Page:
This case was brought before the District Court of Massachusetts by Christine Fiske, who sued her former employer MeYou Health, Inc., a company providing tools and resources to help individuals stay healthy, for pregnancy discrimination.
Fiske was the company’s online marketing director when she informed her boss that she was pregnant.
From that moment on, according to her lawsuit, the conditions of her employment changed. She claims she went from being an employee in good standing to someone whose work was picked apart. She also claims her boss said that the company would have to plan around her pregnancy to prepare for the possibility that she may not return after her baby was born. (Warning: Comments like these can come back to haunt you.)
Three months after announcing she was pregnant, Fiske was terminated. The company claimed her position was eliminated due to budgetary constraints — a legitimate business reason, the validity of which was bolstered by the fact that her job duties were then spread out among several existing employees rather than being reassigned to a single individual.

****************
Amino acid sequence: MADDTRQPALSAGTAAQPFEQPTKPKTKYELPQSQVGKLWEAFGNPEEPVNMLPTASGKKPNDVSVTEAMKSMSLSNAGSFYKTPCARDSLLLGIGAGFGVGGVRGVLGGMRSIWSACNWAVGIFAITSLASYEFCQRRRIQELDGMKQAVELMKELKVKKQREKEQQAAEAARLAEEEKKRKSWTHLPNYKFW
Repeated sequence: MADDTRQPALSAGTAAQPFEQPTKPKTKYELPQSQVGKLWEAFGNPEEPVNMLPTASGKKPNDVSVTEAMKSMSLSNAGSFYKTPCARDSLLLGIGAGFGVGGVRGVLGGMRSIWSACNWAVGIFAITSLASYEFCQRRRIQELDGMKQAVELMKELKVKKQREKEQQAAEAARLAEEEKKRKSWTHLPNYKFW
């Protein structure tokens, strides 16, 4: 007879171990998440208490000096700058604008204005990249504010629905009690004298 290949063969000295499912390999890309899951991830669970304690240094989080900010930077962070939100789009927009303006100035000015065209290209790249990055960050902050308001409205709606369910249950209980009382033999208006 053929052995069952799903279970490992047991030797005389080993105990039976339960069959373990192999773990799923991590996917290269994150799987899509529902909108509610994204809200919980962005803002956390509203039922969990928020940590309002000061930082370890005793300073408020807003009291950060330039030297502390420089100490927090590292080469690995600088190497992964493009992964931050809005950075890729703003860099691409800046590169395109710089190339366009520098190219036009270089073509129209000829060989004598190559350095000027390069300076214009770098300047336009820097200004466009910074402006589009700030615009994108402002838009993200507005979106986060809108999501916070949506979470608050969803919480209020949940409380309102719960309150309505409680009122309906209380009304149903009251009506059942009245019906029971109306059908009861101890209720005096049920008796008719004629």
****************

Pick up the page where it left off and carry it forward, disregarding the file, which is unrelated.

The federal judge who overheard Fiske’s case sided with Joyce’s argument and said her case could move forward.
So employers beware: Having a legitimate business reason to terminate an employee may not be enough to fend off a discrimination suit if an employee can make the argument that some form of discrimination played a factor in the decision. Note: MeYou Health has since settled the lawsuit with Fiske. The terms of the settlement have not been disclosed.
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